A little post on what can be accomplished if one is just a little bit mindful. For the past couple of days, or maybe more, I’ve had trouble staying present in the moment – a lot on my mind that seeps intrusive  into my being. I’ve not been overly stressed, just a touch discombobulated. Anyway, I knew that if I didn’t do something about it nothing would be achieved and it would only get worse. What did I do? Well, I decided to address certain dead-lines. Then I slept…and after I’d slept I said ‘right what is it that you’re doing?’. I went from one task to the other in a state of complete mindfulness, just by asking that one question. At the end, I realised I’d managed to get a lot done with no stress or worry at all and feel bliss.

Blessings to all.

The Wisdom Within

Philosophy gives us the opportunity to think more deeply about the subjects that really matter to us eg. What does it all mean? Who am I? What is my part in all this? How can I find meaning and satisfaction in life? Philosophy deals with the big ideas, which govern human life. The world we live in is shaped by philosophy, whether we know it or not. For example, Plato lived over 2000 years ago and what he said about subjects such as truth, beauty and justice have influenced the world to this day. Philosophy can simplify , clarify, enrich and provide direction to our lives, especially when other areas of life fall into a state of uncertainty or doubt. It can give us a greater sense of perspective.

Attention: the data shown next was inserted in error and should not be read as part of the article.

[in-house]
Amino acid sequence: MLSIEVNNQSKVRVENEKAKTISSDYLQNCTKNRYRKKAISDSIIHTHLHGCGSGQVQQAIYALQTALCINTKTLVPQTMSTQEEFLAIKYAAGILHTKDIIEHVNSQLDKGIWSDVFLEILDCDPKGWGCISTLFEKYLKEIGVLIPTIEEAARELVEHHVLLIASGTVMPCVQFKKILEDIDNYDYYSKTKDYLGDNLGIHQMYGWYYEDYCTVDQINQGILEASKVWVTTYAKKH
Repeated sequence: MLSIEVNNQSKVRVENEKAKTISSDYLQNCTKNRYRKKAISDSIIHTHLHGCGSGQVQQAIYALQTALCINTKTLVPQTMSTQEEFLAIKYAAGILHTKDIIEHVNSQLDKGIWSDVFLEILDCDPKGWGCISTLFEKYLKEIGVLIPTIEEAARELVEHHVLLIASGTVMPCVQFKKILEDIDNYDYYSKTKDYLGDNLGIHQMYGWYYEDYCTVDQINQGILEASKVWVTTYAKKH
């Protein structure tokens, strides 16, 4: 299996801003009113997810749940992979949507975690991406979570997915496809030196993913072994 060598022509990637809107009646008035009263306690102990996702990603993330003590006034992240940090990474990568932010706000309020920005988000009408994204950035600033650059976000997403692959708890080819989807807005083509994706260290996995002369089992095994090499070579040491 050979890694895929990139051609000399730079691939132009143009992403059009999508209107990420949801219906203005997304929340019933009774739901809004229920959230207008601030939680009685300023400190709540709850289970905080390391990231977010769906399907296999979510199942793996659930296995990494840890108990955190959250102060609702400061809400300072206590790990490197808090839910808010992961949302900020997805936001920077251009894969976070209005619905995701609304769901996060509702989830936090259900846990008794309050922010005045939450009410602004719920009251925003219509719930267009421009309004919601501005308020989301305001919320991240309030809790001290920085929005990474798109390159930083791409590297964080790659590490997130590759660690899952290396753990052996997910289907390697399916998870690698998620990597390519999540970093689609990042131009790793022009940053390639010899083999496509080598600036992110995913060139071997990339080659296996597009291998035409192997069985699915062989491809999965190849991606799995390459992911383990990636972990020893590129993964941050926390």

Ultimately philosophy can rise our awareness, to enable us to see things for what they are and bring us closer to our true selves. In this sense, it is the supreme means of self discovery.

Philosophy means:

  • Philo: love of
  • Sophia: Wisdom

Finding Wisdom

The dictionary definition of wisdom is ‘experience and knowledge together with the power of applying them practically’ (Oxford English Dictionary) In a sense anyone who has mastered their trade or area of specialism could be called wise in their sphere of knowledge- for example, if we call someone a wise doctor we may mean he or she has knowledge and experience of  medicine and is able to apply it practically.